1. Examine: What is an ex voto painting? What can you determine about what people thought, believed, or did in the culture in which the artwork was made? What can you determine about what the artwork depicts, if anything?

- Group students to examine digital slide show reproductions, have them record list of characteristics of the paintings on worksheet.

- Groups report out to class and as a group chart similar findings to create a class characterization of the ex voto painting.

2. View:

- History of ex voto art and teach importance of devotional art in Mexican culture.

- Have students research online for presentation.

3. Plan:

  • Student-teacher interviews

  • Students complete a planning worksheet with teacher guided scenarios and examples.

  • Students plan compositions based on interview and brainstorm

4. Production:

- Teacher demonstration - use of paint, brushes

- Students translate their best composition onto small boards in paint.

5. View:

- Groups of students reexamine ex votos with translated texts in order to determine connection between the text and the image.

- Class chart findings

6. Write:

- Students first draft, then print a few sentences on the bottom of their paintings.

7. Review and Assess:

- In pairs students will be asked to choose and discuss from the display of peers work, two pieces that are successful.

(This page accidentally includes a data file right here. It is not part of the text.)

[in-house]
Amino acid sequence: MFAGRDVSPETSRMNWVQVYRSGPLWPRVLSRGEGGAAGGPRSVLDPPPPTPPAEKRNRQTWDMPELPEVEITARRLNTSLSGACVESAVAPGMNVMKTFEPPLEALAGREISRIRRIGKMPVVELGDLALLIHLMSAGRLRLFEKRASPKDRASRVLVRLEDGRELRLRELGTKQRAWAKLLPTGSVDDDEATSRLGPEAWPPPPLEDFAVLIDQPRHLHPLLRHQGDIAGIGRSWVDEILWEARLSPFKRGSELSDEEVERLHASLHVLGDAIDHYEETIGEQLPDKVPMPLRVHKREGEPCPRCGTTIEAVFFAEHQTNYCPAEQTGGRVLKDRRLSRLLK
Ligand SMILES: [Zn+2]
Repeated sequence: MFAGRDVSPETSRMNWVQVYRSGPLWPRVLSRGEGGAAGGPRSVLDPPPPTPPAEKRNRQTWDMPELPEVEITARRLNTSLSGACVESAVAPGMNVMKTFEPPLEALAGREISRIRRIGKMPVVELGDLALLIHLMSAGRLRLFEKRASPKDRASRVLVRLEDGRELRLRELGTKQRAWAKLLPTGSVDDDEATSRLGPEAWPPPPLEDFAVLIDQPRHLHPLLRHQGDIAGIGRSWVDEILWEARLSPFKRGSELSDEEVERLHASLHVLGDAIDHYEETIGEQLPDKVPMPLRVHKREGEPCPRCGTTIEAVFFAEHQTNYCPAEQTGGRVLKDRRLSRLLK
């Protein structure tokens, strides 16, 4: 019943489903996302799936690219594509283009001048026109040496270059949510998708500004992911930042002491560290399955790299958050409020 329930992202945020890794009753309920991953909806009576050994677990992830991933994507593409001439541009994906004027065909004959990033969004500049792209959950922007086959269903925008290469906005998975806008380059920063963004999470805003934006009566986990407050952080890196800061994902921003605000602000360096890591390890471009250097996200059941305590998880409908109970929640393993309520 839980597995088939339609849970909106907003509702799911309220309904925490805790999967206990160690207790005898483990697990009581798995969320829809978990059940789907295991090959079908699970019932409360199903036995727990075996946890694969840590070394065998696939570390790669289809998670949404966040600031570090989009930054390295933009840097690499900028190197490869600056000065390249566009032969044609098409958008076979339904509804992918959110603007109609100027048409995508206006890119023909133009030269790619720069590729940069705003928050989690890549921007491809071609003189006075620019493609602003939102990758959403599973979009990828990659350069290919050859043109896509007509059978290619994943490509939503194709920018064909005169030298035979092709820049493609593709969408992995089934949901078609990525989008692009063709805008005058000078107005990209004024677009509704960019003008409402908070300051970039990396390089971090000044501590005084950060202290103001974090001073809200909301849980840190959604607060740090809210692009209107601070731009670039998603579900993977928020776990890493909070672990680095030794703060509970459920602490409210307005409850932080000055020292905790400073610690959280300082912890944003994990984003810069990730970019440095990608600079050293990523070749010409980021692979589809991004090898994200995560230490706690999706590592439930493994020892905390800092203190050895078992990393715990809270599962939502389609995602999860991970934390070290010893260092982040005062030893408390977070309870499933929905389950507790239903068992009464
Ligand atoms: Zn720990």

- Students will address in writing the key questions in reference to their peers work and their own.

 

Alternate lesson idea:

1. Cut cardboard to desired size (suggest 8 ½" x 11 ½" or 21.5 x 29 cm) ). Cut aluminum tooling foil ½ inch (1.3 cm) larger than cardboard (suggest 9 x 12 or 23 x 30.5 cm).
2. Score edges of Tooling Foil. ¼" (.64 cm) all around. Clip corners - Fold foil around cardboard.
3. Draw Thanks painting composition on 9" x 12" (23 x 30.5 cm) Newsprint.. Tape to foil - Transfer to foil by tracing over lines with ball point pen.
4. Trace over lines on foil with Ultra-Fine Point Markers..
5. Paint with Acrylic Paint. thinned with Acrylic Gloss Medium. (colors should be transparent).
6. Write thanks message at bottom of painting with ultra fine point permanent marker.

 

Ex Votos Examples

Figure 4:2 (Top image)
Anonymous Mexican artist, 1974
Collage and Watercolor on Tin
Collection of ex votos, Santuario de Plateros
Zacatecas, Mexico

 

Figure 4.3 (bottom image)
Ex-Voto
Mid-Nineteenth Century

 

Rafael Luján montado en un macho bruto, lo condujo hasta la orilla de un barranco, sin poderlo contener, en cuyo peligroso transe, invocó al señor de Sacromonte, el que lo libró de una muerte segura, pues su sombrero voló hasta el fondo del precipio. Por tan singular milagro pone el presente retablo en accion de gracias.

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Bottom image translation:
Translation by Giffords (1992): Rafael Lujan mounted on an unbroken mule which conducted him to the edge of a cliff, without being able to control it, he invoked the Lord of Sacromonte in this dangerous situation. The Lord of Sacromonte saved him from a sure death, since his hat was blown to the bottom of the precipice. For this unique miracle this retablo is presented as an act of gratitude.